Favorites change with time, age, experience and circumstances. But there is one book for which I had thought, alas! if only I would have written that book. And that book was ‘Madhushālā’ by Harivansh Rai Bachchan. But I have read Munshi Premchand more than anyone else.

What is your opinion about EBook readers and their impact on the generation overall?

I don’t know about how it is started but it has given leverage, a chance to the authors to reach their work(s) out to the readers easily. And it has given more reading opportunity to the readers, they have much more options. They don’t have to wander from bookstore to bookstore to find their interest. But still I feel that nothing can beat the physical book, it can be dimmed out for a certain period of time but it can’t be outshined.

Please share your Social Media/web presence, so that readers and fans can follow/contact you.

Website: http://involutedunes.com
Facebook: https://www.facebook.com/authorsatyendra/
Twitter: https://twitter.com/authorsatyendra

Can you tell us about what are you planning to write next?

Sorry (: . I have my outlines and I am still developing it.

It is tough to find a publisher for a débutante author. Can you share your experience? (As your book is self published and only kindle version available).

I have much to say about the dark side of the publishing industry but it’s better not to discuss it right now as most people know this. I had got numerous rejections and few acceptances. Some told to make it into a series but I had wanted it to be remembered as an epic for many years and I am sure it will be. It is true that I want to see success while being alive but it may happen or not. I am sure about one thing that it will taste success one day, but am not sure about my seeing it. I also have a couple of cancelled contracts in name.

Your love for Indian mythology, Indian history and Indian heritage is quite evident in your book. Do you think we are ignorant about our rich history (and especially to learn lessons from the same) and culture?

Yes, I think we are ignorant and our elders/ancestors are equally responsible for that. They told us to touch the feet of elders, to not wear shoes in the temples, to not marry outside your caste etc. But they failed to give us the reason(s) to our why(s).

Traditions remained alive but they lost reasons with time. But let me tell you, our traditions, our culture are marvels if we know and understand the so called “scientific” reasons behind them. I wanted to include all these things in this book but it would have made the CHPATER No. 22nd an unending one.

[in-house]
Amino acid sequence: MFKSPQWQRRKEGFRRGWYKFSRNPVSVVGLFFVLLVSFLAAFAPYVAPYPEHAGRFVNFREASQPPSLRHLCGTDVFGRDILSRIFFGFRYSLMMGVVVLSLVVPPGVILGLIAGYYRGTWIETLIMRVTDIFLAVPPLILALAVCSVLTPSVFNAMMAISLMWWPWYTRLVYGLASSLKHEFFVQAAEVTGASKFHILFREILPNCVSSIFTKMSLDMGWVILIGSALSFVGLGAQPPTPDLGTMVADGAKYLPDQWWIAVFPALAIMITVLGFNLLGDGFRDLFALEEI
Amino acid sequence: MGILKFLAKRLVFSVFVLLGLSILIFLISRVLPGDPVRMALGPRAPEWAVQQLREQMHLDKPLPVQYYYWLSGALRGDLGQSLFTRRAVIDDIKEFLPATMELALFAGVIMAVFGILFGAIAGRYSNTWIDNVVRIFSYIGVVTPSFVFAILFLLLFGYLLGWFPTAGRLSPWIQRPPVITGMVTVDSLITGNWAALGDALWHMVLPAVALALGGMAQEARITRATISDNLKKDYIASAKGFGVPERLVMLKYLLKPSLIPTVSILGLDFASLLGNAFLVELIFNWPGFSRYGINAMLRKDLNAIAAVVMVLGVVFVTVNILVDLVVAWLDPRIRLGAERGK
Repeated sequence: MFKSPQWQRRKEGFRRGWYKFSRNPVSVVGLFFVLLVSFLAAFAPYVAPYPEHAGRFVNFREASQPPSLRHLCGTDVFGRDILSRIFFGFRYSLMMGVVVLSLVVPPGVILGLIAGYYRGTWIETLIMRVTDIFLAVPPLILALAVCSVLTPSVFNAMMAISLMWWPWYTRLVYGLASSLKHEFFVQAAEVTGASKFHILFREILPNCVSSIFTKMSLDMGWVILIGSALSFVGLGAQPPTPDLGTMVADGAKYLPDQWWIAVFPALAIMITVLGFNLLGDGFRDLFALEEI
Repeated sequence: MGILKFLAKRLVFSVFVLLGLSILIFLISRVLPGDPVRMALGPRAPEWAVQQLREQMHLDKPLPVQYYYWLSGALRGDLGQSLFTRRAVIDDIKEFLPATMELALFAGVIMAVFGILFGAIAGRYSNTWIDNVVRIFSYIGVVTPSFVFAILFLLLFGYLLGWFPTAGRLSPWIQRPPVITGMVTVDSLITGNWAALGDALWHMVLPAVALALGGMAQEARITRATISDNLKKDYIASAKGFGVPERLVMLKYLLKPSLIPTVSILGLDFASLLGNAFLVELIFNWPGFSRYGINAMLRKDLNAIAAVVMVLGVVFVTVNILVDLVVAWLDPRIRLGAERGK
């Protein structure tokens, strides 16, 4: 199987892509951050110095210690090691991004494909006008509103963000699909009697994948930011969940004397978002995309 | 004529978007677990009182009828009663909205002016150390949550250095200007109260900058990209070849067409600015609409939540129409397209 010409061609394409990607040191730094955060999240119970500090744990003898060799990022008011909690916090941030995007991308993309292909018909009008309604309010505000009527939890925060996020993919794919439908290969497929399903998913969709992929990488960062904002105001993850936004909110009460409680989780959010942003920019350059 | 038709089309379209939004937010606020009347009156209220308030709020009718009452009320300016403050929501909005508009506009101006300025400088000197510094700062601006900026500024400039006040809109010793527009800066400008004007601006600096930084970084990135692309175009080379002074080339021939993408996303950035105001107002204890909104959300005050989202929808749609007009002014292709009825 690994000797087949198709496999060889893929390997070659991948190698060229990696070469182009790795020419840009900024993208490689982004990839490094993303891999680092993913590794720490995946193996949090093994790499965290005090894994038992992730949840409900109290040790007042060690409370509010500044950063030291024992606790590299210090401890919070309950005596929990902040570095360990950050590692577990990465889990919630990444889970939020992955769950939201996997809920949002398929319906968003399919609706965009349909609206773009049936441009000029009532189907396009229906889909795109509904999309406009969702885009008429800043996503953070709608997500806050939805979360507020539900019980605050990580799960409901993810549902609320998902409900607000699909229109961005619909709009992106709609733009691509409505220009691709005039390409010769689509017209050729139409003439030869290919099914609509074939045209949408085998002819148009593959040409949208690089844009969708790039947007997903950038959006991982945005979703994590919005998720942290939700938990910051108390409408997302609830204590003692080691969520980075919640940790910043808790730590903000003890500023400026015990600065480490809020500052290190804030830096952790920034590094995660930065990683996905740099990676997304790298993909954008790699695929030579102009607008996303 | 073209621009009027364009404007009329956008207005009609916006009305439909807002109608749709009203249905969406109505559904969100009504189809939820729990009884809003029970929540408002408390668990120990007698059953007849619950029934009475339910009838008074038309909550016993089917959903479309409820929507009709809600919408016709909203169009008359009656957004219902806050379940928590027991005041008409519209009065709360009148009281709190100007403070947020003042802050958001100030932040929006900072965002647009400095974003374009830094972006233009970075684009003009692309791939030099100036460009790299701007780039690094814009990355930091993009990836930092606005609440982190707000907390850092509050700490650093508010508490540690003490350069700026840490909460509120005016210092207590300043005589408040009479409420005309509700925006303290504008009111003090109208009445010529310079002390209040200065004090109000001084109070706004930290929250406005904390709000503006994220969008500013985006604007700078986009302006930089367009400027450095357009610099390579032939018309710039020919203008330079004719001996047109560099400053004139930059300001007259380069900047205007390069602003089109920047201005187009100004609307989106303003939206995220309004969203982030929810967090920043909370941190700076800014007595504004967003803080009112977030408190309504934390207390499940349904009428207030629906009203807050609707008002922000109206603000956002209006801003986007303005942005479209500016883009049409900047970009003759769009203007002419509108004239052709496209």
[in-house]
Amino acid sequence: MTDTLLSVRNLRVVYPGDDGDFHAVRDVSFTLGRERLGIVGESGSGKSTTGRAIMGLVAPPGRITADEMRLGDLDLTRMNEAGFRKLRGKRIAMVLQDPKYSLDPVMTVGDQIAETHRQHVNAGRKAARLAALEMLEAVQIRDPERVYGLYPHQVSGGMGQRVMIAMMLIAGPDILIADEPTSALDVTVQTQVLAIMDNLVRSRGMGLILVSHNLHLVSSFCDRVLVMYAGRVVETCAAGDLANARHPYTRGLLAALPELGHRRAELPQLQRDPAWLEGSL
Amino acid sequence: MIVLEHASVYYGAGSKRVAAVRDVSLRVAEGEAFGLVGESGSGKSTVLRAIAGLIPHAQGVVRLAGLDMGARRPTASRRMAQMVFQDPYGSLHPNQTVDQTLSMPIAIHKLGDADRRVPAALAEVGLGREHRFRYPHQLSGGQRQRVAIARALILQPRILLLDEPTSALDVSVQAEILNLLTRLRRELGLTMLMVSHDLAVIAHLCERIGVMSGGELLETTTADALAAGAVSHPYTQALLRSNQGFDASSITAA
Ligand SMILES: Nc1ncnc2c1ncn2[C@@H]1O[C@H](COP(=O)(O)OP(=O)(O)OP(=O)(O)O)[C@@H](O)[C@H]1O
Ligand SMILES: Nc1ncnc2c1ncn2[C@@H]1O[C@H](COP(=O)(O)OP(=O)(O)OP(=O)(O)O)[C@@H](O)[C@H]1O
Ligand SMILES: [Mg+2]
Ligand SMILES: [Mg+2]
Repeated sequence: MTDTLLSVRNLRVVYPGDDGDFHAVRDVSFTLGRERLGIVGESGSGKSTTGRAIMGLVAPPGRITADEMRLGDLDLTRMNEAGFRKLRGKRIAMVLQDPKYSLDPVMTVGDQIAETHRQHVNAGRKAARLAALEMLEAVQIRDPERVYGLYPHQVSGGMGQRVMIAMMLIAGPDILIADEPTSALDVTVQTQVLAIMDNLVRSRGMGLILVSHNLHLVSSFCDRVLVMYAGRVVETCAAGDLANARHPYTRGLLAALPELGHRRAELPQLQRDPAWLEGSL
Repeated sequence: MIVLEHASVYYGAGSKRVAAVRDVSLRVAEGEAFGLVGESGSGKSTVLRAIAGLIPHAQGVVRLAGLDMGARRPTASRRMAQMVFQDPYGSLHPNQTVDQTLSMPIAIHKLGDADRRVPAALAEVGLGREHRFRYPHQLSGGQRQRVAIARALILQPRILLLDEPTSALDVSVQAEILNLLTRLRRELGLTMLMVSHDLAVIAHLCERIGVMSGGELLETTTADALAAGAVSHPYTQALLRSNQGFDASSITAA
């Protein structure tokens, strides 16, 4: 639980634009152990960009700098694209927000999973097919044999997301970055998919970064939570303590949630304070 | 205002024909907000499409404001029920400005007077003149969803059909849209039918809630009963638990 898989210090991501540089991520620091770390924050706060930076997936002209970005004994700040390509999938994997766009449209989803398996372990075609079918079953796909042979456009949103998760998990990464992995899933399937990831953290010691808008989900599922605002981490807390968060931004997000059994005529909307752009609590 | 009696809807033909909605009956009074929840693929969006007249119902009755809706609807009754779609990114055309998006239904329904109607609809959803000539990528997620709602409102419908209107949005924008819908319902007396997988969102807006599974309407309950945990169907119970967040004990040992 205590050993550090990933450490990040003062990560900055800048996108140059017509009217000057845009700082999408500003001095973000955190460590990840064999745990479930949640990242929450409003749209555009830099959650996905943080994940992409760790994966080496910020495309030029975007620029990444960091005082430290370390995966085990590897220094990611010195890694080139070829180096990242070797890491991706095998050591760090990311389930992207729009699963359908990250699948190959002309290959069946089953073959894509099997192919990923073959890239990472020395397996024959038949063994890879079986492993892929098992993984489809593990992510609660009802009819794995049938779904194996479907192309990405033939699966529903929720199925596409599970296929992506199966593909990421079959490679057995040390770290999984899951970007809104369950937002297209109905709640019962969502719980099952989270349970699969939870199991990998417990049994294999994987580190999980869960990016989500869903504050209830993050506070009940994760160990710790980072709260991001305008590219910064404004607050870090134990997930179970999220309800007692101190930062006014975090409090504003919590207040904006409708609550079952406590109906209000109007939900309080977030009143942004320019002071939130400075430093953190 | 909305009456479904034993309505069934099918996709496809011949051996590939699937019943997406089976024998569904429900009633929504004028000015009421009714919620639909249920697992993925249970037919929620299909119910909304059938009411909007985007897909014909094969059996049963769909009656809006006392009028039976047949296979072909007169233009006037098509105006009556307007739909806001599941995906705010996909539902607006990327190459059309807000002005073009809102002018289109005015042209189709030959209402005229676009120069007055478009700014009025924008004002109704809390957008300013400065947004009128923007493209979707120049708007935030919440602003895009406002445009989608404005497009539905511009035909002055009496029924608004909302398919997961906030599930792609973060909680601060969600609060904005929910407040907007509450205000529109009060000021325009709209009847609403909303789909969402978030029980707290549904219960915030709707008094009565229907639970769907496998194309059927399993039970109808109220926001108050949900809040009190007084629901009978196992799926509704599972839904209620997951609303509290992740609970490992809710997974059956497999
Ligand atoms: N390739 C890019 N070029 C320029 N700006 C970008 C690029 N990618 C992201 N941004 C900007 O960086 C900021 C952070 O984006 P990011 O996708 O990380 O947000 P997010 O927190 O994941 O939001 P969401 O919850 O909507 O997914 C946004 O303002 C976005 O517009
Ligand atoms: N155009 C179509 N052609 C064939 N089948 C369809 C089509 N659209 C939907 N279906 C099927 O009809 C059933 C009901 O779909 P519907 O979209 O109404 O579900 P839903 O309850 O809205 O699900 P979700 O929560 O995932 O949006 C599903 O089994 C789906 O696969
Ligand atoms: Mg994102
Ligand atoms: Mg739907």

Just learn the reason, the real meaning behind each saying in our culture and you will be an enlightened one.

What is your favorite Indian mythology / epic?

I love all epics but Mahabharata is the most relevant one. It is the most educative for the contemporary society. You understand it and you can run a successful show on TV about life management and dealing with everything.

As this book has the potential, if it is to be adapted in a TV Serial (as movie may require multiple parts) whom you would like to cast to play main roles?

Oh thank you mate. I would love to see it being adapted in a movie or TV serial. As all its characters are very strong it’s very tough to choose the cast; as we need four large human beings (who should be great actors too) to play the roles of Gaj, Jaitang, the mysterious black-attired man and the biggest one – Subuktgeen. I think the readers can suggest better.

It seems that you are a nature lover, what in your opinion we should do to preserve it?

If I talk into the Indian terms then only intention or devotion. Because this nation does not run with the rules and regulations, this goes by the devotion. We are a chaotic herd and we need the correct herdsmen. Even in terms of political parties we have devotees, we follow some or the other parties blindly. I think you have got my point. We need right shepherds to drive us, need the right motivation, right stimulus.

What are your hobbies apart from writing?

My hobbies change with time.

Please share anything special you want to convey from your side the readers of this interview.

he shorter the better. By keeping that in mind I would say

Miracle happens when you don’t give up even though you want to.

But best things will come to you when you are least desperate for them. You got me? I was trying to convey the famous line of Srimad-Bhagvadgeetā “कर्म करो फ़ल की इच्छा मत करो।

If you love something, don’t leave it in the manner of giving up, leave it up with dignity that it is not working and I need to change the route, need to change the gear. But keep this also in mind that running away from life, from yourself, from duties is not the way. Double-minded, right? The thing behind this message is it’s not about right or wrong, good or bad; it’s about creating the BALANCE. Even God does the same, they (God) create the balance, that’s only why we find them both cruel and benevolent.